Teams travel light: a 3D printer and two or three spools of filament for printing, laser cutters, and computers with CAD software. Once in the field, they can print out such things as medical disposables and eating utensils, saving the time and expense of shipping those items. Team members “pass on these skills to others through training and pioneering innovative approaches to the toughest challenges. The impact of this is dramatically improved efficiency in aid delivery by quickly meeting needs and cutting procurement costs,” Dr. James said. 

While Field Ready team members might be recognizable by the mission, their equipment, or their on-site work, their clothing will not be a give-away; they do not wear their Field Ready clothing. Under-branding is the byword now for NGOs (non-government organizations) in foreign countries – they do not splash their names around, Dr. James said.

The teams have been well received. Dr. James said, “It takes a minute for people to understand how we approach problems. The impact of what we’re doing can be better, faster, and cheaper than the currently existing alternatives. Once people start to see the results, we’ve been very well received.”

A recent project in Syria shows Field Ready process and result. Parallel teams in Syria and internationally created a type of air bag that, when inflated, can lift rubble from demolished buildings to help rescue teams find survivors of bomb attacks. “We used the ‘Apollo 13’ approach,” Dr. James said: When the Apollo 13 crew members were stranded in space, teams on the ground figured out how to fix the problem and then sent the instructions to the space team. The Field Ready staff figured out how the airbag could be replicated cheaply and efficiently in Syria, using compressed-air canisters and layers of rubber.

Field Ready has made 25 kits, each containing four airbags – at only about 10% of the $5,000 cost of making them in the West – and distributed them free in northern Syria.

A mother and daughter were rescued there in March, and three others have been saved since.

The items Field Ready creates are for the most part not subject to patent laws. “Moreover, we subscribe to the notions of the ‘open source’ movement. As we work on products and services, these are made freely available for others to use and replicate,” Dr. James said.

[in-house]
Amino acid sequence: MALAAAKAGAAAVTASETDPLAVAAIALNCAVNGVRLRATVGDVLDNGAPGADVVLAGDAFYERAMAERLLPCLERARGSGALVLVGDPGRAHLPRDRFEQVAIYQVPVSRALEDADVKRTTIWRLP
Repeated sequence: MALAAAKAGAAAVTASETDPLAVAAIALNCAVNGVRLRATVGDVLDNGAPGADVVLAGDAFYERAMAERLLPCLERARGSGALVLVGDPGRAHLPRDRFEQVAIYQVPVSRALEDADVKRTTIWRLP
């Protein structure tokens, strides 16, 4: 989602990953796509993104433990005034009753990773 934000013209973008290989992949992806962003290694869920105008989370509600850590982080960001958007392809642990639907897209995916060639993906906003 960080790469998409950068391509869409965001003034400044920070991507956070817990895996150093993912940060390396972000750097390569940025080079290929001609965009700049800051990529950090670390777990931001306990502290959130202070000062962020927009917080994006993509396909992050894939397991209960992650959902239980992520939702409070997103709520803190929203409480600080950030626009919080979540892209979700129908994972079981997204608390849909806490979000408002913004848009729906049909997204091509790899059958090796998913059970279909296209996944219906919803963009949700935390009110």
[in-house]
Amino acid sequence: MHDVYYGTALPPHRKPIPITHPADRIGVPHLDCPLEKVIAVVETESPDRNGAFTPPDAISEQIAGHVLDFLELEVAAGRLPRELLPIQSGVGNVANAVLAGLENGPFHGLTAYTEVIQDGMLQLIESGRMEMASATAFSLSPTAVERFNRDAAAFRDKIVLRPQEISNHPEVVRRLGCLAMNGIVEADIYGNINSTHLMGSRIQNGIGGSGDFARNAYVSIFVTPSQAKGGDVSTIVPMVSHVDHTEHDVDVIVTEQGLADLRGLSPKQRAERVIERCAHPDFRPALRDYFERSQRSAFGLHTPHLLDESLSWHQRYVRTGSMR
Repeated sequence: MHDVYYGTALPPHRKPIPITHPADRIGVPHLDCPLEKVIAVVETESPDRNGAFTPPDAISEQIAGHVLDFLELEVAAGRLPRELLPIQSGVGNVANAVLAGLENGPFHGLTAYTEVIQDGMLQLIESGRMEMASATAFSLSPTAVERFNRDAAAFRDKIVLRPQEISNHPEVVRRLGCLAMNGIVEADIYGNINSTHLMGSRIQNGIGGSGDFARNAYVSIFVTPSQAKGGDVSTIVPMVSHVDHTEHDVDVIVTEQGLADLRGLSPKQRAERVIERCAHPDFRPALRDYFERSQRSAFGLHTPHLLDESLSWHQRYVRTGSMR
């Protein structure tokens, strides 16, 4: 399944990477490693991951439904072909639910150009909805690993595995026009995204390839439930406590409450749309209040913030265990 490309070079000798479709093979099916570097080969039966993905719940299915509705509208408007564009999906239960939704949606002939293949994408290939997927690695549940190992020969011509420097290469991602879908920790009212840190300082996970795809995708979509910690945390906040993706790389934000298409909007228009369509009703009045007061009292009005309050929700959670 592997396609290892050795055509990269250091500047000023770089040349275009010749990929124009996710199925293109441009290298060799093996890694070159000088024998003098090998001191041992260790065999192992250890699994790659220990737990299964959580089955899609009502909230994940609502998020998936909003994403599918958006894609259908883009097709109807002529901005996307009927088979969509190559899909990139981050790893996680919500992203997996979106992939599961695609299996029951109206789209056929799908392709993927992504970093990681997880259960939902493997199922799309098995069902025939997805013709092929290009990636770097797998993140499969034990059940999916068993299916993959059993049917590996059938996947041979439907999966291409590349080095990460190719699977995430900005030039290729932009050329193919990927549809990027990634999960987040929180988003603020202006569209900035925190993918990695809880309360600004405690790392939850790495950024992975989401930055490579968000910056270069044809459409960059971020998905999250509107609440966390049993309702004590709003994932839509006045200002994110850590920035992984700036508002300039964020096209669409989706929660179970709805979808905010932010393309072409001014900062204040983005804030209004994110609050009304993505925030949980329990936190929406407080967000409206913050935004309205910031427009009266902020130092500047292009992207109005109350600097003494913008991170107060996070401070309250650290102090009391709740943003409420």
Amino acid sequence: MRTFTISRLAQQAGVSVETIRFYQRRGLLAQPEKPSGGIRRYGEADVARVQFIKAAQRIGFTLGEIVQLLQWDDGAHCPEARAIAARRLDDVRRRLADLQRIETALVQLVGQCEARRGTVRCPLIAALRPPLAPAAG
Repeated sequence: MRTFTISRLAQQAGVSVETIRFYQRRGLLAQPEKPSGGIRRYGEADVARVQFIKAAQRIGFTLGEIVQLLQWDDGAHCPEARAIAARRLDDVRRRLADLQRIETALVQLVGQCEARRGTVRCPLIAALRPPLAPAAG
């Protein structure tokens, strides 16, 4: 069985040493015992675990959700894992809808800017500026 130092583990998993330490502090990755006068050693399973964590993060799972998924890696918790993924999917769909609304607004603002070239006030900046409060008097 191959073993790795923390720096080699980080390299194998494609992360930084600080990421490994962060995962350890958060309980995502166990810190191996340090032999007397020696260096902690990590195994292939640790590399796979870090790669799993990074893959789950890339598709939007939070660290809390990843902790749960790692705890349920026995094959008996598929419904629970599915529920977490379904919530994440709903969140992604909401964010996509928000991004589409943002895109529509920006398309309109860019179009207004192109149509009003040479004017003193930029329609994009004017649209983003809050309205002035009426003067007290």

The teams come with a plan for immediate work as well as for rebuilding, training local people to help with the reconstruction and paying them from grants Field Ready has received for that purpose. Field Ready has teams in Turkey, Syria, Jordan, Nepal, and the U.S. Virgin Islands.

“We’ve been in Syria about a year and a half and could be there several years – not just for the disaster [of war] but for rebuilding,” Dr. James said. “Syria is tricky,” he said. “We’re in a small pocket, the free area – not controlled by the government, not controlled by ISIS. We’re not perceived as an outside group.”

In deciding where to go next, Field Ready directors consider several factors. “Our approach is going to [where] we can lend the most help at that particular time, who we can work with, and what kind of funding is available and what kind of groups we can work with,” Dr. James said.

“There are target countries we’re watching – we typically send in an assessment team to see if the right mix is there. …With international aid, all are working toward the same purpose – to save lives and reduce human suffering through our actions in the immediate instance and in the longer term, build up people’s resilience and put them on a track toward development so they can take care of their own poverty reduction and provide access to things like health care, markets, etc.”

An Evanstonian by birth and an Eagle Scout in his teens, Dr. James credits years here with helping him develop the vision that drives his work. “What I’m able to do is see connections and I think I learned that growing up in Evanston. The importance of humanity and service I learned being a Scout. From what I learned in our schools, I’m able to go all over the world and work with people regardless of their beliefs or what color their skin is – propagandizing worldwide what we believe [here] as a community.

“How do you address that really impossible problem? Well, you do it with science and creativity and hard work.”